Gaddafi faces criticism over proselytizing efforts in Italy

Libyan leader, Berlusconi mark friendship treaty despite anger over attempts to convert Italians to Islam.

Gaddafi, Arab League summit 311 (photo credit: ASSOCIATED PRESS)
Gaddafi, Arab League summit 311
(photo credit: ASSOCIATED PRESS)
ROME — Libyan leader Muammar Gaddafi  and Italian Premier Silvio Berlusconi marked a friendship treaty between their two countries Monday amid increasing criticism in Italy over Gadhafi's exhortation to Italians to convert to Islam.
Gaddafi arrived in Rome on Sunday and promptly gave a lesson on Islam to a few hundred young Italian women recruited by a modeling agency and paid to attend the lecture. Gaddafi handed out copies of the Quran, urged the women to convert, and participants said three young women converted on the spot.
Left-leaning opposition lawmakers and pro-Vatican politicians alike criticized Gaddafi and the government's failure to protest his behavior.
Rocco Buttiglione, head of the Union of Christian Democrats, commented ironically to La Repubblica daily Monday that if he were to go to Libya to try to persuade Muslims to convert to Christianity, he's sure he wouldn't come back in one piece.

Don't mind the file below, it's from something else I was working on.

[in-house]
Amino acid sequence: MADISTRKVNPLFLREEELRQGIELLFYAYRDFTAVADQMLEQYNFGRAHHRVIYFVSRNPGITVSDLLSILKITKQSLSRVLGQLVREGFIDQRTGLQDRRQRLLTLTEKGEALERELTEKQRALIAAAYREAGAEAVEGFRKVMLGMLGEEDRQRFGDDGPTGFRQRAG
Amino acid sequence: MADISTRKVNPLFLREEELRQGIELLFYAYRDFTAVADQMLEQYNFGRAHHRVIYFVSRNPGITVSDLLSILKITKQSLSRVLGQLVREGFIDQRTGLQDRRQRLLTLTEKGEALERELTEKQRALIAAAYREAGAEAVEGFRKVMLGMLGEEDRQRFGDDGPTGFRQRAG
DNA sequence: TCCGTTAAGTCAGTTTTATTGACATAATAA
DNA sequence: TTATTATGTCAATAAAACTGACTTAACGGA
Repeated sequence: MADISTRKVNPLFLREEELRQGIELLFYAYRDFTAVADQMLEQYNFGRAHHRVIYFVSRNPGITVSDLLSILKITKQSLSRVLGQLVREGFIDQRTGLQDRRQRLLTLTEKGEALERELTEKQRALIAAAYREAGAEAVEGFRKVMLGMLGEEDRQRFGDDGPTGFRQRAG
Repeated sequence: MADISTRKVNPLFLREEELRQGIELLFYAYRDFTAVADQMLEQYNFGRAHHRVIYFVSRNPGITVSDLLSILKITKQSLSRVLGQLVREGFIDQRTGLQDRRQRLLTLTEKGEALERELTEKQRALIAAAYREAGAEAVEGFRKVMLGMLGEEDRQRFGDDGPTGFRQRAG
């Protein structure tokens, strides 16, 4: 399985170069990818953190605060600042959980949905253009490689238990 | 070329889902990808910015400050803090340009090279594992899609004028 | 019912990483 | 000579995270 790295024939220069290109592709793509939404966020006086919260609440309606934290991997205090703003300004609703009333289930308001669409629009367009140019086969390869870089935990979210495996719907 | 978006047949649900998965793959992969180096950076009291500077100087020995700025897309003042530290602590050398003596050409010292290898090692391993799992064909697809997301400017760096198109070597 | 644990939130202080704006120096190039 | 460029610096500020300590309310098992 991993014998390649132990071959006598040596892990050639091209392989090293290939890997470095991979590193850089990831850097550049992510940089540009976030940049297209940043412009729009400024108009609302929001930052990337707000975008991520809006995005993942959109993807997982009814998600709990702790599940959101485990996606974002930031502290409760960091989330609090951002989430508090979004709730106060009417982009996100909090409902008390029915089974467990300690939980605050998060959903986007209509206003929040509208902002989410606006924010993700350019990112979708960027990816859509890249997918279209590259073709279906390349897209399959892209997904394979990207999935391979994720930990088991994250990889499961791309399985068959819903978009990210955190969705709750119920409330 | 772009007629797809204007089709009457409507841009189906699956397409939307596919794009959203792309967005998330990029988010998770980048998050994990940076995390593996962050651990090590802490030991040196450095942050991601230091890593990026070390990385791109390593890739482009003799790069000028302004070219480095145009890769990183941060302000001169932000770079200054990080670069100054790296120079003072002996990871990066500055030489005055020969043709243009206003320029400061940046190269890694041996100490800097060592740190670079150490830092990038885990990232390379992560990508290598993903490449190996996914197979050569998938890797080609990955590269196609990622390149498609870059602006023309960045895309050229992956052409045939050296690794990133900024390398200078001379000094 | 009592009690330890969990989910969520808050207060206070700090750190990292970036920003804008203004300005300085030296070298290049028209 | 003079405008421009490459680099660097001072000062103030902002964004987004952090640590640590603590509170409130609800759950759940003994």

Italy is keen to beef up its sizable energy and construction business presence in Libya; this is Gaddafi's fourth visit to the country in just over a year.
Felice Belisario, a senator from the opposition Italy of Values party, said the government's silence following Gaddafi's encounter with the women was "an unacceptable disgrace."
Berlusconi "is always first to say he's Catholic except when, without any problem, he cuts off our Christian roots in exchange for good business," Belisario quipped in a statement.
Later Monday, Berlusconi and Gaddafi were to inaugurate a photo exhibit and observe an equestrian ceremony — with horses from Italy and Libya — to commemorate the second anniversary of a treaty in which Italy agreed to pay Libya $5 billion as compensation for its 30-year occupation.
As part of the deal, Libya agreed to crack down on the thousands of African migrants who set off from Libyan shores for Italy. The Italian government has begun returning those found at sea to Libya without screening them first for asylum, prompting criticism from human rights groups.
Local Amnesty International officials say they want human rights in general to be discussed when Berlusconi meets Gaddafi on Monday. Amnesty has denounced the use of torture, the death penalty and the lashing of women in Libya.